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Arguing, Through Repetition, That Liberals Caused Priest Scandal

GOODBYE, GOOD MEN: How Liberals Brought Corruption Into the Catholic Church; By Michael S. Rose; Regnery Publishing Inc., $27.95, 276 pages

June 29, 2002|WILLIAM LOBDELL | TIMES STAFF WRITER

Many conservative protesters at the U.S. Roman Catholic bishops conference in Dallas this month stood outside in the sweltering heat and held above their heads a book that revealed exactly what wickedness led to the church's sex scandal.

They may have even thumped the book a few times, though it wasn't the Bible.

It was Michael S. Rose's "Goodbye, Good Men: How Liberals Brought Corruption into the Catholic Church." The well-timed book places the blame for the sexual abuse of minors by priests and the bishops' cover-up largely on the liberal teachings of America's seminaries and the gay subculture he contends it fostered.

Rose, a Catholic journalist, spent two years interviewing 150 people associated with seminaries in the U.S., including bishops, priests, faculty members and administrators, seminarians and seminary dropouts.

His unflinching conclusion: There's been a "deliberate infiltration of Catholic seminaries by ... a clique of homosexual dilettantes, along with an underground of liberal faculty members determined to change the doctrines, disciplines and mission of the Catholic Church from within. Through the seminaries, liberals have brought a moral meltdown into the Catholic priesthood."

Some of the bricks Rose uses to construct his argument are sound and not disputed by church liberals, conservatives or statistics:

* Between 1966 and 1999, the number of seminarians in high schools, college and graduate programs dropped from 39,638 to 4,826, a stunning freefall in candidates for priesthood that endangers the Catholic Church in America.

* A thriving gay subculture has emerged in the seminaries over the past few decades--earning them nicknames such as "Notre Flame" (Notre Dame Seminary in New Orleans), "Theological Closet" (Theological College at Catholic University of America in Washington, D.C.) and "Pink Palace" (St. Mary's Seminary in Baltimore--creating an uncomfortable environment for some heterosexual students.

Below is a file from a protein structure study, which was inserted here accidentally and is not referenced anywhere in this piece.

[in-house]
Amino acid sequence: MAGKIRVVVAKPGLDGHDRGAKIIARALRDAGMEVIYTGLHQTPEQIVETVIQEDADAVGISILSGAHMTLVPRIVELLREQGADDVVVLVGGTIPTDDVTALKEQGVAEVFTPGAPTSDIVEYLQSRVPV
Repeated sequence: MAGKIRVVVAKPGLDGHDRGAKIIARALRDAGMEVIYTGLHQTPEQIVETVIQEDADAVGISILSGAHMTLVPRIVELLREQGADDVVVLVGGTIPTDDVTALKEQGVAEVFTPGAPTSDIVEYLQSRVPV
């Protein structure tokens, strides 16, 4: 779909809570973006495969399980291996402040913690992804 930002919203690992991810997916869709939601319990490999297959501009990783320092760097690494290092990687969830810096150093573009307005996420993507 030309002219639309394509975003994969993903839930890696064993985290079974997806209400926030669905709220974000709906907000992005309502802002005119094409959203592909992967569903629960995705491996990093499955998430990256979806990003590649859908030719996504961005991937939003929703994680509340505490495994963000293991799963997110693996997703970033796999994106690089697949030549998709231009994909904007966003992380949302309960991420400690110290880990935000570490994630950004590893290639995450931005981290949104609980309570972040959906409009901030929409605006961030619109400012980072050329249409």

* And the Catholic sex scandal of the past six months has revealed a disturbing number of priests and bishops who no longer seek holiness but pleasures of this world, specifically sex and power.

Unfortunately, Rose takes this solid foundation for his book and builds a house made more of straw than concrete.

One of the book's problems, in both literary and logical terms, is its anecdotal nature. It's as if the author tried to make sure all 150 of his interviews were squeezed into the book. In Chapter 3, for instance, Rose managed to wedge the stories of 16 interviewees, illustrating again and again (and again) his point that orthodox Catholic students--whom he defines as those supporting Pope John Paul II and official church teachings--are routinely rejected by liberal seminaries.

Reading the flurry of anecdotes is like watching cars zoom by on the freeway: It's difficult to track anything, and you're left with no lasting details.

The other problem with the anecdotal approach is that it's impossible to get a sense of how many people these orthodox men--students, clergy and seminary officials--represent. Rose contends that militant liberalism and homosexuality within seminaries have driven away thousands of orthodox students and artificially created a priest shortage. But that's pure speculation.

Couldn't it also be that Catholic families have gotten significantly smaller in the past two generations, shrinking the pool of potential priests? Or that the church's teachings in the 1960s on birth control and other sexually related issues turned off a significant number of candidates? Or that the priesthood has simply fallen out of favor among faithful Catholic parents who once pushed at least one of their sons toward the vocation?

This is what makes the Catholic Church, at 2,000 years of age, a wonderfully complex organism. Simple explanations don't fit well. The dwindling number of clerics isn't due, as Rose argues, to the liberal establishment's wish to create an artificial shortage that will force the church to allow married and female priests. Chances are, the priest shortage has many causes, including liberal theology that turns off some students and the presence of homosexual majorities at some seminaries. It is here that Rose's book has value.

The stories told by orthodox students who refuse to accept their professors' liberal teachings are disturbing. If they devoutly follow official church teaching--and show devotion to traditional acts of Catholic piety such as the rosary--they routinely are labeled ""too rigid," "insubordinate" or "homophobic" and sent to seminary-approved psychotherapy.

"There were psychological screws under which we seminarians were constantly pressed," said Father John Lewandowski, who attended Mt. Angel Seminary in Oregon. "The fact was, we had to hide devotion to Mary and to the Eucharist, or any other pious exercise of faith which was not on the list of acceptable activities."

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